Bifunctional degrader molecules, also called proteolysis-targeting chimeras (PROTACs), are a new modality of chemical tools and potential therapeutics to understand and treat human disease. A required PROTAC component is a ligand binding to an E3 ubiquitin ligase, which is then joined to another ligand binding to a protein to be degraded via the ubiquitin-proteasome system. The advent of nonpeptidic small-molecule E3 ligase ligands, notably for von Hippel-Lindau (VHL) and cereblon (CRBN), revolutionized the field and ushered in the design of drug-like PROTACs with potent and selective degradation activity. A first wave of PROTAC drugs are now undergoing clinical development in cancer, and the field is seeking to extend the repertoire of chemistries that allow hijacking new E3 ligases to improve the scope of targeted protein degradation.Here, we briefly review how traditional E3 ligase ligands were discovered, and then outline approaches and ligands that have been recently used to discover new E3 ligases for PROTACs. We will then take an outlook at current and future strategies undertaken that invoke either target-based screening or phenotypic-based approaches, including the use of DNA-encoded libraries (DELs), display technologies and cyclic peptides, smaller molecular glue degraders, and covalent warhead ligands. These approaches are ripe for expanding the chemical space of PROTACs and usher in the advent of other emerging bifunctional modalities of proximity-based pharmacology.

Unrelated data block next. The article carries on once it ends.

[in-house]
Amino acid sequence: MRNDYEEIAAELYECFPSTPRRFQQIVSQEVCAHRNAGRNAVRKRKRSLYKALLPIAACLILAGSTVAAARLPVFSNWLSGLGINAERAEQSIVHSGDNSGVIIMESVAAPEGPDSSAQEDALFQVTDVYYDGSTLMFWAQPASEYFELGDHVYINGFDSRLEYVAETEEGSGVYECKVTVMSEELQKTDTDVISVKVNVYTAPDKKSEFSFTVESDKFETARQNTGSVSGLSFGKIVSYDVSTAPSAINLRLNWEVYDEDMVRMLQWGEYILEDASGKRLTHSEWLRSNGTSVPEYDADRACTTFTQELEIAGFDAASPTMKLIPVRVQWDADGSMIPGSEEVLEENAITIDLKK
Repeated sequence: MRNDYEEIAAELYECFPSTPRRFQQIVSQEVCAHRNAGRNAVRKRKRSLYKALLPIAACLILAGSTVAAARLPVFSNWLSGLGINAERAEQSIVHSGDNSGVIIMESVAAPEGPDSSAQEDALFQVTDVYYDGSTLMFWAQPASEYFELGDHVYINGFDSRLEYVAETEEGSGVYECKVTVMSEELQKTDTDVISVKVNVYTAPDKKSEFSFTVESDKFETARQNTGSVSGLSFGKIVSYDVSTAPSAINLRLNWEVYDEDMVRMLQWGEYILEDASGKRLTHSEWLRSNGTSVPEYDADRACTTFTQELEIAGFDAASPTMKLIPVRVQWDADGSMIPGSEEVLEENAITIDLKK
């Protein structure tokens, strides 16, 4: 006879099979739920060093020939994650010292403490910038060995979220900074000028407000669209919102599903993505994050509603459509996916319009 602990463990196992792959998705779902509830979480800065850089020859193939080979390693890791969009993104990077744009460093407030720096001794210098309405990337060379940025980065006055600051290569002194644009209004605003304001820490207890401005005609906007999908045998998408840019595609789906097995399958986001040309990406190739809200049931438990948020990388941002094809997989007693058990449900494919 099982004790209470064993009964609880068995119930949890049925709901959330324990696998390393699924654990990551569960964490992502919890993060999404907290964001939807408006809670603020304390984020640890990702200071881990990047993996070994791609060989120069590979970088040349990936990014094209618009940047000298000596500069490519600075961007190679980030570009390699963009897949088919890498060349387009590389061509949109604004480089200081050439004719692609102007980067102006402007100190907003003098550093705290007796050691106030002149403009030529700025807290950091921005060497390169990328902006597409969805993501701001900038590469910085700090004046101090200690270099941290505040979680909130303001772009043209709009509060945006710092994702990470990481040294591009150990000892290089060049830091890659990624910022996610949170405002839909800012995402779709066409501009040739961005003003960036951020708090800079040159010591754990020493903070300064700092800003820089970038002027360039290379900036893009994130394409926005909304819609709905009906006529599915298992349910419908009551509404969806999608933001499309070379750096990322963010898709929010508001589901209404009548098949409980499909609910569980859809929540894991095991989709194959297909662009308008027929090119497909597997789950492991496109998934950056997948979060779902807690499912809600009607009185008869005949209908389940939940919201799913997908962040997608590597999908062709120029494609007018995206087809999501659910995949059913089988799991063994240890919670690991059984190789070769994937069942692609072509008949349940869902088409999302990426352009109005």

Keywords: E3 ubiquitin ligase; PROTACs; binding ligands; molecular glues; targeted protein degradation.